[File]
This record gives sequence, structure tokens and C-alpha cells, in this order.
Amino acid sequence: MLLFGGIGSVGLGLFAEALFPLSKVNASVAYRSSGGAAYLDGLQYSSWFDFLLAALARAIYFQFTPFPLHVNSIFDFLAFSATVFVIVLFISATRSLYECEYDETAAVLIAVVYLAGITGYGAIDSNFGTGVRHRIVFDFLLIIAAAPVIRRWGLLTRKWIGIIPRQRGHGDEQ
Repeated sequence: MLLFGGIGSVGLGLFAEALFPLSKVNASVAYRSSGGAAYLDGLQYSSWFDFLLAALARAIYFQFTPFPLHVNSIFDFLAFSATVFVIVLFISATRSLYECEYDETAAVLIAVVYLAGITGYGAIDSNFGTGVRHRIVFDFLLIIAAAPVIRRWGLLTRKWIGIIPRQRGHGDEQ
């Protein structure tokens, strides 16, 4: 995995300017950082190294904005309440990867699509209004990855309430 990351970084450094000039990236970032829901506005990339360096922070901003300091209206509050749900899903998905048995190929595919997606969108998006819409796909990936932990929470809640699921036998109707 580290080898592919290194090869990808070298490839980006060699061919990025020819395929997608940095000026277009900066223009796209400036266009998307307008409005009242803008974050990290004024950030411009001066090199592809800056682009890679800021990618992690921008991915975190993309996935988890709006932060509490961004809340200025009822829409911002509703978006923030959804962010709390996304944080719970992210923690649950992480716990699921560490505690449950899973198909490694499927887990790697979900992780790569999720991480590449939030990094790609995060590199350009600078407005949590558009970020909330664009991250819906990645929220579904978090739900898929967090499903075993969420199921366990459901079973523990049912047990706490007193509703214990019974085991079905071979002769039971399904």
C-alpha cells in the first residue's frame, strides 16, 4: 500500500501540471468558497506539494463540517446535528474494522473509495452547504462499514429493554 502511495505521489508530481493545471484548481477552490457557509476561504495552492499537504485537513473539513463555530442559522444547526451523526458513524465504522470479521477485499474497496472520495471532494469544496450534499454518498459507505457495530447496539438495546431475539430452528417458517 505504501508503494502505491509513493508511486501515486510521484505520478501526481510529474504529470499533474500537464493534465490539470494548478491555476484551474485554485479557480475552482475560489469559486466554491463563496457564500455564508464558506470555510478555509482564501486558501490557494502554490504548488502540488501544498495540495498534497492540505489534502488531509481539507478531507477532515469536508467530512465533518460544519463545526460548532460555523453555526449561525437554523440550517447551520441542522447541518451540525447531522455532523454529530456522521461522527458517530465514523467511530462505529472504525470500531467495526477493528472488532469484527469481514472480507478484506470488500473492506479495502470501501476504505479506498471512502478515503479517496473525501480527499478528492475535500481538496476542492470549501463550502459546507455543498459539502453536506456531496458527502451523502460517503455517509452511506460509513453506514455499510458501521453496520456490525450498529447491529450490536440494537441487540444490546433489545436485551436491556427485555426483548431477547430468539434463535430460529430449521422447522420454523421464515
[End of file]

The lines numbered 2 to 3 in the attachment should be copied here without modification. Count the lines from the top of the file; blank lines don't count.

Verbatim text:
Amino acid sequence: MLLFGGIGSVGLGLFAEALFPLSKVNASVAYRSSGGAAYLDGLQYSSWFDFLLAALARAIYFQFTPFPLHVNSIFDFLAFSATVFVIVLFISATRSLYECEYDETAAVLIAVVYLAGITGYGAIDSNFGTGVRHRIVFDFLLIIAAAPVIRRWGLLTRKWIGIIPRQRGHGDEQ
Repeated sequence: MLLFGGIGSVGLGLFAEALFPLSKVNASVAYRSSGGAAYLDGLQYSSWFDFLLAALARAIYFQFTPFPLHVNSIFDFLAFSATVFVIVLFISATRSLYECEYDETAAVLIAVVYLAGITGYGAIDSNFGTGVRHRIVFDFLLIIAAAPVIRRWGLLTRKWIGIIPRQRGHGDEQ